January 10, 2012

Annex 1

Gender Difference and Social Anxiety: A Note on Identity and Terminology

The transgender individuals interviewed for this report self-identified in various ways that do not always parallel Western understanding of lesbian, gay, bisexual, and transgender. In addition, terms prevalent in Kuwaiti society to describe gender and sexually non-conforming individuals sometimes do not reflect the way these individuals self-identify.

Transsexual or transgender are not widely used terms in Kuwait, although most individuals Human Rights Watch spoke with self-identified as transsexual (in two cases as “she-males,” using the English term) and expressed a desire to transition hormonally, surgically, and legally into women.

The term commonly used in Kuwait for non-conforming biological men is “ jins thalith” (“third sex”), or “jins ”for short (simply “sex,” used as a noun, “jounous” in the plural). Most individuals we spoke with regard the terms as derogatory. People used the term jins thalith to describe a variety of gender and sexual difference in biological men, referring generally to non-normative behavior or presentation: this can include effeminacy, homosexuality, transsexuality and transgenderism, or a combination thereof.

This fluidity was also reflected in the self-conception of individuals with whom we spoke. While many self-identified clearly as transsexual, others were unable to express any clear-cut identity and would best be described as transgender, although they did not self-identify as such. Nor did they necessarily identify as gay. Such individuals were usually effeminate, sometimes used female hormones, and presented themselves as male or female, depending on the situation, without necessarily expressing a consistent  gender identity. Their sexual preference was usually towards men.

Homosexual Kuwaiti men use either the English term gay, its neutral Arabic equivalent “mithly,” or the term “louti” (a reference to the People of Lot). While for many gay rights activists this term is derogatory, some homosexual men used it as a descriptor.

The terms “boya” (an Arabization of the English word boy, “boyat” in the plural) or the less common “jins rabi’” (“fourth sex”) refer women or girls whose mannerisms and gender presentation is masculine. In recent years, a moral panic emerged in several Arab Gulf states, including Kuwait, over the phenomenon of boyat, which many contend is a form of deviance, moral degeneracy, or a pathology.[123] An elaboration of how Kuwaiti and Gulf Arab societies generally view boyat illustrates the anxiety caused by any transgression of gender norms.

The term boya is generally a description of any form of overt female masculinity, and does not automatically include homosexuality. While many boyat do identify as lesbian, others maintain that they are not. Such identities can be situated within a larger global trend of increasingly hybridized sexual and gender identities. Boyat challenge social norms of acceptable female behavior and gender roles, in the sense that they defy presentations of the body that Kuwaiti society deems legitimate for women. This defiance encompasses the sexual use of their bodies insofar as attraction to women is considered a characteristic solely of men.

Several mainstream Kuwaiti talk shows that deal with political and social issues across the region and in Kuwait itself have addressed the issue of boyat, decrying its spread and warning that masculinization of women may lead to deviant behavior such as homosexuality.[124] The homosexual component, while implicit, is not necessarily the most important aspect of their behavior; rather, attraction to women is seen as a natural attribute of masculinity. Concern about transgression of gender norms is far more salient in public discourse about boyat. One psychologist advocated treatment for female masculinity early on so that it does not lead to homosexuality.[125]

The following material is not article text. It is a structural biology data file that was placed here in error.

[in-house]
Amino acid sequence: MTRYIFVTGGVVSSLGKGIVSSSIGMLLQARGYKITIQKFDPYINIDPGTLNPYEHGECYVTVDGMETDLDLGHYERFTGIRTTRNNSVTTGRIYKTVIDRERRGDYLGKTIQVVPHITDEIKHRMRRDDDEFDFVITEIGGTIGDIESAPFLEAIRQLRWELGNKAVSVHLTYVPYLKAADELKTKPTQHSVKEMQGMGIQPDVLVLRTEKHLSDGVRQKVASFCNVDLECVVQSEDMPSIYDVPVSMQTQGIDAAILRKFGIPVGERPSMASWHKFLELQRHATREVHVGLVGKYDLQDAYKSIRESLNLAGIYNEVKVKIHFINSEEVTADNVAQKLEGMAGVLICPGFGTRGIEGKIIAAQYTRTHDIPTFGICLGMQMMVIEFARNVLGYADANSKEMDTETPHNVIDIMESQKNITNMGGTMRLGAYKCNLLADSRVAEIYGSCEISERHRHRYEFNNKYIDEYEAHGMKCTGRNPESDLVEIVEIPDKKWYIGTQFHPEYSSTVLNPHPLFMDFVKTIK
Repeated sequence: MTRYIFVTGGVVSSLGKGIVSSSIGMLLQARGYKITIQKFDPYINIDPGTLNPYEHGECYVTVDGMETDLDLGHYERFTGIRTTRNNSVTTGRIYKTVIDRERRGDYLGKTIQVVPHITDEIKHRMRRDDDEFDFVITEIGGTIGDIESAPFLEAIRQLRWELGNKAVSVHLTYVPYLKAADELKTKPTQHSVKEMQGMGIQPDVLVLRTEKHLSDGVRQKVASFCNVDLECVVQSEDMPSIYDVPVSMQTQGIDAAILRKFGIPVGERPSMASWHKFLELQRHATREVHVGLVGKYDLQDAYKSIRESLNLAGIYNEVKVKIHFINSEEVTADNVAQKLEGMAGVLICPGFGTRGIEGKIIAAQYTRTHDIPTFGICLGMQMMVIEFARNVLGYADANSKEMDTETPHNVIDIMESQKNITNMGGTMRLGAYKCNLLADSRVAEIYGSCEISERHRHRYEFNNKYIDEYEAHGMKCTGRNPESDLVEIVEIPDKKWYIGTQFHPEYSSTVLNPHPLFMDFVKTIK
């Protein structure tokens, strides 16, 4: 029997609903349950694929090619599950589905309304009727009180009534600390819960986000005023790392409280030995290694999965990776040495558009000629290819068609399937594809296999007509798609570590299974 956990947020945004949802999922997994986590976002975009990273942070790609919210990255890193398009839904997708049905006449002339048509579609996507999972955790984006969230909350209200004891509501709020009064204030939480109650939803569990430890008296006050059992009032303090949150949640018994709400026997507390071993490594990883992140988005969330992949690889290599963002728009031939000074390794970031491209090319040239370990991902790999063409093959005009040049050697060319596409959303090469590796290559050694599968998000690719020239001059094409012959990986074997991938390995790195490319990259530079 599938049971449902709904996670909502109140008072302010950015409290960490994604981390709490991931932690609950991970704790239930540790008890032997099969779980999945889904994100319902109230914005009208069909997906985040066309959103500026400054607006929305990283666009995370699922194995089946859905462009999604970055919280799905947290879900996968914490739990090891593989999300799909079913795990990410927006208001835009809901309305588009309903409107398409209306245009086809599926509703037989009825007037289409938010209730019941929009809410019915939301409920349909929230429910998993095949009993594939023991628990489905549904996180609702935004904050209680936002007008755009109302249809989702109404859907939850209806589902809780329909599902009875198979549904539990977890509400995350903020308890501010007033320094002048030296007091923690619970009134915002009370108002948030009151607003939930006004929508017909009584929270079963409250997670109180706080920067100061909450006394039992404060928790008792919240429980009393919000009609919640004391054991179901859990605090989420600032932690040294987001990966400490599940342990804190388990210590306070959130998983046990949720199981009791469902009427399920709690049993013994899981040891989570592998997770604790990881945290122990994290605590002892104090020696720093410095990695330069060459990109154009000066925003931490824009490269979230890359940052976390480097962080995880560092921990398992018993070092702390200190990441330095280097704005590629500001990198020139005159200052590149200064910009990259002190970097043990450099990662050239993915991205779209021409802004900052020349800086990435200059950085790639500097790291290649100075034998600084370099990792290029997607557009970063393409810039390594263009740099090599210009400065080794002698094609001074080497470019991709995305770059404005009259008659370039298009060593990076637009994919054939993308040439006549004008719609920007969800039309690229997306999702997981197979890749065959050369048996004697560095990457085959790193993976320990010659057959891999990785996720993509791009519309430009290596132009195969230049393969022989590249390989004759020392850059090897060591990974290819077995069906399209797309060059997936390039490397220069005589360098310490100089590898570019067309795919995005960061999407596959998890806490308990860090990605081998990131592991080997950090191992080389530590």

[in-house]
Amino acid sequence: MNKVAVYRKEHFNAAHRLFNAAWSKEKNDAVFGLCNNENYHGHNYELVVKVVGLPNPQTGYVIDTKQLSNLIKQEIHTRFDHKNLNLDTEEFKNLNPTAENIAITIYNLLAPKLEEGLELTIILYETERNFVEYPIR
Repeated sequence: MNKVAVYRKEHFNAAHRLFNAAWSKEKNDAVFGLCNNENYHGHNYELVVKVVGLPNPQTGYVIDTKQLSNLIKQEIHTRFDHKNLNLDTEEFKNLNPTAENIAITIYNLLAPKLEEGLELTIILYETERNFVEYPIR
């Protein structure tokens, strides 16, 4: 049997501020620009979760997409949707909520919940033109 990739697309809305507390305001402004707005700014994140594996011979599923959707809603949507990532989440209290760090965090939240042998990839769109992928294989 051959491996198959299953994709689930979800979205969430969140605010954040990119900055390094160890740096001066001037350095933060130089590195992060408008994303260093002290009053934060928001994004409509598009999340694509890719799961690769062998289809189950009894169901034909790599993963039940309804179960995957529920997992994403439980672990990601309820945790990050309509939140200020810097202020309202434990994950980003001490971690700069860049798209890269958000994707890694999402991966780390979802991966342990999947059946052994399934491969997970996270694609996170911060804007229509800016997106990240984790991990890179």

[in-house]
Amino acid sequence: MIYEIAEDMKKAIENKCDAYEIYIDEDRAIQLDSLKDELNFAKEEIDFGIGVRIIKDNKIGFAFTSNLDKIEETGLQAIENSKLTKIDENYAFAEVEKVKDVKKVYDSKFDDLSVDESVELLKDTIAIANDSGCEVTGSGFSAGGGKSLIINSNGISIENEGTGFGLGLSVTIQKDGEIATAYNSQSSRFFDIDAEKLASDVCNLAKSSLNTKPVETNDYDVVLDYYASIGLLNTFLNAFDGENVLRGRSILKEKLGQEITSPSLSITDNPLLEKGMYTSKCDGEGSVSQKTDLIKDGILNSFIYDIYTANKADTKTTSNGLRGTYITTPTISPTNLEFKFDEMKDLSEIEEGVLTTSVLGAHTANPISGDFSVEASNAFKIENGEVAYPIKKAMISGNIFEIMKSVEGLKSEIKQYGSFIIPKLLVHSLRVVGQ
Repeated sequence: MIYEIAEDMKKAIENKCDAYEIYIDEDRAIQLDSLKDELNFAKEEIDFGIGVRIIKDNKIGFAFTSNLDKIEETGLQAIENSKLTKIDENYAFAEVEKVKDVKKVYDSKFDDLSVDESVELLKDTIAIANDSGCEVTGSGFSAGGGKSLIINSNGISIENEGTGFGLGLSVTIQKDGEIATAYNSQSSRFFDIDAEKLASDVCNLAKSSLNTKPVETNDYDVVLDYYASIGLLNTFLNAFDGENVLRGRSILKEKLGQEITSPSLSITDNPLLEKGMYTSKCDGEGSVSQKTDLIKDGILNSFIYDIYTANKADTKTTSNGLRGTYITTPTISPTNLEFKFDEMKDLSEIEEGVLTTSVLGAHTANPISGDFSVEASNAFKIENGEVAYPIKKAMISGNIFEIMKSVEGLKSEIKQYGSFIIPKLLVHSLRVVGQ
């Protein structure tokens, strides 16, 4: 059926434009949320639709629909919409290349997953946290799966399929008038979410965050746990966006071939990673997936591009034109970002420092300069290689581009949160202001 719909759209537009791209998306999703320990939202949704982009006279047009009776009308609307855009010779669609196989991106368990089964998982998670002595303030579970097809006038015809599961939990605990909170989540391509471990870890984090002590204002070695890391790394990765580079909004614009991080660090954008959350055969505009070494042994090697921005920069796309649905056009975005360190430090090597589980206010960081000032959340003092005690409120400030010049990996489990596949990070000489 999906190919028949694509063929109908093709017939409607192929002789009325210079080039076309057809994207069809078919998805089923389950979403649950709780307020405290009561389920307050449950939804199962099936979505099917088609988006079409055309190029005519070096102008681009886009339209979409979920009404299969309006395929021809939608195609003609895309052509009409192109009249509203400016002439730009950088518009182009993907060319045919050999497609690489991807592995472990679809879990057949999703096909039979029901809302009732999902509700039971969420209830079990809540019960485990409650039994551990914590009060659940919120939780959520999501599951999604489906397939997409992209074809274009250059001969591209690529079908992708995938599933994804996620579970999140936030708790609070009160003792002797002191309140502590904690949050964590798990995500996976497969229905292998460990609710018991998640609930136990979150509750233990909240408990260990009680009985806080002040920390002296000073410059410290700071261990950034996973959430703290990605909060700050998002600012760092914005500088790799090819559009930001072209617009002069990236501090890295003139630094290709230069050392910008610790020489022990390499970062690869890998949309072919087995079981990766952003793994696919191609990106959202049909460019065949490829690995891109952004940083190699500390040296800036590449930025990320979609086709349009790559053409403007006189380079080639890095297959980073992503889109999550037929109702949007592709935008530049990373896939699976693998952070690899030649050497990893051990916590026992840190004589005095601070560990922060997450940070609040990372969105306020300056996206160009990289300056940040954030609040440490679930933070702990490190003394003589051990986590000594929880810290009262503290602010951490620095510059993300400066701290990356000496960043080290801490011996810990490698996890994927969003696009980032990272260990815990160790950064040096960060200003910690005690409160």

The visibility of both boyat and transgender women as identifiable markers of gender transgression has led to the vilification of both and the legal sanction of transgender women. The fact that female homosexuality is not a criminal offence does not make it socially acceptable.  Both public and medical discourse in Kuwait often portray boyatas manifestations of female teen rebellion against traditions and values embraced by Kuwaiti society.[126] Media reports commonly characterize them as violent or predatory. When arrests of boyat do happen, they are often for crimes such as public disturbances or aggression, rather than for imitating a member of the opposite sex.[127]

The types of opinions expressed in Kuwaiti media and the frequency with which they are articulated are proof of the currency and seriousness of gender transgression from the perspective of the general public and policy makers. Interestingly, there has not been the same amount of media attention or public outcry directed against gay men. In Kuwait specifically, the lion’s share of media attention has gone to boyat, transgender persons, and male effeminacy generally, and the latter two especially after the passing of the amendment to article 198.

[123]Amelia Naidoo, “Shedding light on the ‘Boyat’ phenomenon: Conference separates fact from fiction on the issue”, Gulfnews.com, April 21, 2011, http://gulfnews.com/news/gulf/uae/general/shedding-light-on-the-boyat-phenomenon-1.796816 (accessed December 22, 2011).

[124] CNN, “Gulf Boyat,” online video clip, YouTube, May 21, 2010, http://www.youtube.com/watch?v=8FwAl_x9xDU, (accessed June 24, 2011).

[125]Human Rights Watch interview with Dr. Naima Taher, Kuwait City, Kuwait, February 12, 2011.

[126]Dalal S. Almubayei, “Articulations of Identity within Kuwaiti High School Cliques: Language Choices in Boyat and Emo Filipino Youth Groups,” PhD. Dissertation, University of Texas at Arlington, 2010.